How are councils progressing towards the milestone of 30 per cent of adult social care service users having a personal budget? What challenges are they facing – and who is doing it well?
These are some of the topics covered in the Audit Commission’s new report Financial management of personal budgets. We focused on the financial management and governance implications for councils. The report reviews approaches to the transition to providing personal budgets and the choices for allocating money. It also considers the changes in social care commissioning needed.
Inevitably, some councils are further along the road than others. Introducing personal budgets for some service user groups is also proving more difficult than for others.
A personal budget is an allocation of money given to a person to spend on a support plan. The budgetholder develops their support plan with social care professionals to meet a jointly agreed set of needs and outcomes. Choice and control increase because budgetholders can spend the money on a wider range of services. The personal budget can be taken as a direct payment for the holder to spend as they choose on their support plan, or can be managed by the council, a friend or family member.
We visited eight councils for detailed case studies, and found real commitment, and some interesting and different approaches to implementing personal budgets.
Councils should not expect significant cost savings – perhaps a blow to some councils following the spending review. The real benefits come in transforming users’ lives, giving them more independence, choice and control. But personal budgets will still affect how councils draw up their financial plans based on the likely cost and demand for social care in future.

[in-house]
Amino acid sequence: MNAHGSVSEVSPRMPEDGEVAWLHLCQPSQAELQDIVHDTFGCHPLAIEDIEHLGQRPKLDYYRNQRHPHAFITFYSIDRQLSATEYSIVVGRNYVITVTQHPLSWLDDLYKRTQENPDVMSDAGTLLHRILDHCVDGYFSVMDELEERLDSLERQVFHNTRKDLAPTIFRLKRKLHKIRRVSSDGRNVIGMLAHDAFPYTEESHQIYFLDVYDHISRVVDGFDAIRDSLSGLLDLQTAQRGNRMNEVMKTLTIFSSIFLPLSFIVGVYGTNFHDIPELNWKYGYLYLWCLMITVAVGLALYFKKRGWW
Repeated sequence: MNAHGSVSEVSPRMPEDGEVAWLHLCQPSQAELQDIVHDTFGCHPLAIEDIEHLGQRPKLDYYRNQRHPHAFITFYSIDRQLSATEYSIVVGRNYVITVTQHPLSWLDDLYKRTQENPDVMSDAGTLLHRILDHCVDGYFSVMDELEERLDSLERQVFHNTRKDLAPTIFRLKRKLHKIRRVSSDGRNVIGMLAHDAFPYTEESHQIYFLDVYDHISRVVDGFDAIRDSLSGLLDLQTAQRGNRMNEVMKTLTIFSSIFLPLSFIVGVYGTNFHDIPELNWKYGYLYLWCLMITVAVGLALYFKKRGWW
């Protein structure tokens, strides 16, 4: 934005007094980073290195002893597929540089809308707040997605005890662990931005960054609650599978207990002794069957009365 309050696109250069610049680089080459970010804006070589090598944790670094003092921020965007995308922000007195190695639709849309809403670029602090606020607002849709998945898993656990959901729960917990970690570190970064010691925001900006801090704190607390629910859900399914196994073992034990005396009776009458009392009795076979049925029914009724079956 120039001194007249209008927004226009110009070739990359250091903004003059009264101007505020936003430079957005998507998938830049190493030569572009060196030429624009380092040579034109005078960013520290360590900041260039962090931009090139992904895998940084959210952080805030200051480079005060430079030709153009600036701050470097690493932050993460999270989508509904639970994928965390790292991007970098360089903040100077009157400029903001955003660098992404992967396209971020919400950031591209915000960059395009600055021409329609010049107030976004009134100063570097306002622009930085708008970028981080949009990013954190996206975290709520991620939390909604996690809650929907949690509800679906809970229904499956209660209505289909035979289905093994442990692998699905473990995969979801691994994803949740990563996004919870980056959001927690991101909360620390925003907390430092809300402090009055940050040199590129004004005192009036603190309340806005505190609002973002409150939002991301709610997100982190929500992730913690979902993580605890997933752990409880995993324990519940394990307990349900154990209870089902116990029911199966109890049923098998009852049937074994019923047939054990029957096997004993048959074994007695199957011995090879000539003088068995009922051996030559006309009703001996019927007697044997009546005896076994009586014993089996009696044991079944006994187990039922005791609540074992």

Some councils could struggle to meet agreed milestones, whereas others have achieved a lot in a short time and are leading the way. Learning from peers will be vital, as others will already have solved the challenges they face.
The subtitle to our report is Challenges and opportunities for councils. The biggest challenges are cultural. Changing professionals’ attitudes to assessing potential users and helping them identify the right services can be a major task. Explaining the opportunities to social care users is also vital. Take-up will increase when social care users can see how they could benefit.
Differences in take-up between service user groups exist - numbers of mental health personal budgets are low. This suggests a need for much better partnerships between the NHS and social care, a theme we discuss in our 2009 report Means to an End.
Personal budgets are improving people’s lives. However, not all service users can make the system work for them without support. Our report outlines how councils are providing a new style of brokerage services to help people get the most from their personal budget. However, personal budgetholders may choose not to use council’s in-house provided care services in favour of cheaper, or more personalised choices. This presents a risk to the affordability of council’s in-house services. They also require changes to financial and management information systems, for example putting in-house services onto a trading account. And a new awareness of how fraud and abuse can arise.
Personal budgets can encourage people to make use of everyday council services. Social care departments are often working well with other departments to promote leisure services or helping personal budgetholders get education and training, and increase their employment opportunities.
The government will set out its vision for social care in November – and reaffirm its commitment to personal budgets. However, the transformation funding is due to end in April 2011. Councils will need to maintain the momentum once this funding runs out.